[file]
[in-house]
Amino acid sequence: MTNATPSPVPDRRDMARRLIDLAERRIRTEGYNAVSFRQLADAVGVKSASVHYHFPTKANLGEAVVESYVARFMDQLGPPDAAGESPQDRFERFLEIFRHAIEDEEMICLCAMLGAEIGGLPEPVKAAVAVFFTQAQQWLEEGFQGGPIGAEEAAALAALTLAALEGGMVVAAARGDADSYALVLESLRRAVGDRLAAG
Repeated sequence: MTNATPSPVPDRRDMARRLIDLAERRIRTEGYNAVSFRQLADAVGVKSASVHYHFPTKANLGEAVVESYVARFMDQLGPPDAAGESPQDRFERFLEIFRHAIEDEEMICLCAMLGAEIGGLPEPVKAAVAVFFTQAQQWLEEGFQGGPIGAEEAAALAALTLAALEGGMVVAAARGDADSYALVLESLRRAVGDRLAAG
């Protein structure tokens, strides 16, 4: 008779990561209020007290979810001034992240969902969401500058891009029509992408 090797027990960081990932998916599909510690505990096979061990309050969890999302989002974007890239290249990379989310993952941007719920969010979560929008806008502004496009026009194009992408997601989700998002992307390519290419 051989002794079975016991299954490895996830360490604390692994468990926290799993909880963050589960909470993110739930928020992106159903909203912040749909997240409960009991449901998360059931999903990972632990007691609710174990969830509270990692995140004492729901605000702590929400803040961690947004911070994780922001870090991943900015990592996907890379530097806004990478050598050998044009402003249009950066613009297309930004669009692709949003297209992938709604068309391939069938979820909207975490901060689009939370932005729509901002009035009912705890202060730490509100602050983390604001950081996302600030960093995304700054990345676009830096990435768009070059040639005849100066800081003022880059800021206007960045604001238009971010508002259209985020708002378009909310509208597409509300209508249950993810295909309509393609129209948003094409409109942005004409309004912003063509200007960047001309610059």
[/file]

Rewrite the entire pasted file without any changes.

[in-house]
Amino acid sequence: MTNATPSPVPDRRDMARRLIDLAERRIRTEGYNAVSFRQLADAVGVKSASVHYHFPTKANLGEAVVESYVARFMDQLGPPDAAGESPQDRFERFLEIFRHAIEDEEMICLCAMLGAEIGGLPEPVKAAVAVFFTQAQQWLEEGFQGGPIGAEEAAALAALTLAALEGGMVVAAARGDADSYALVLESLRRAVGDRLAAG
Repeated sequence: MTNATPSPVPDRRDMARRLIDLAERRIRTEGYNAVSFRQLADAVGVKSASVHYHFPTKANLGEAVVESYVARFMDQLGPPDAAGESPQDRFERFLEIFRHAIEDEEMICLCAMLGAEIGGLPEPVKAAVAVFFTQAQQWLEEGFQGGPIGAEEAAALAALTLAALEGGMVVAAARGDADSYALVLESLRRAVGDRLAAG
């Protein structure tokens, strides 16, 4: 008779990561209020007290979810001034992240969902969401500058891009029509992408 090797027990960081990932998916599909510690505990096979061990309050969890999302989002974007890239290249990379989310993952941007719920969010979560929008806008502004496009026009194009992408997601989700998002992307390519290419 051989002794079975016991299954490895996830360490604390692994468990926290799993909880963050589960909470993110739930928020992106159903909203912040749909997240409960009991449901998360059931999903990972632990007691609710174990969830509270990692995140004492729901605000702590929400803040961690947004911070994780922001870090991943900015990592996907890379530097806004990478050598050998044009402003249009950066613009297309930004669009692709949003297209992938709604068309391939069938979820909207975490901060689009939370932005729509901002009035009912705890202060730490509100602050983390604001950081996302600030960093995304700054990345676009830096990435768009070059040639005849100066800081003022880059800021206007960045604001238009971010508002259209985020708002378009909310509208597409509300209508249950993810295909309509393609129209948003094409409109942005004409309004912003063509200007960047001309610059």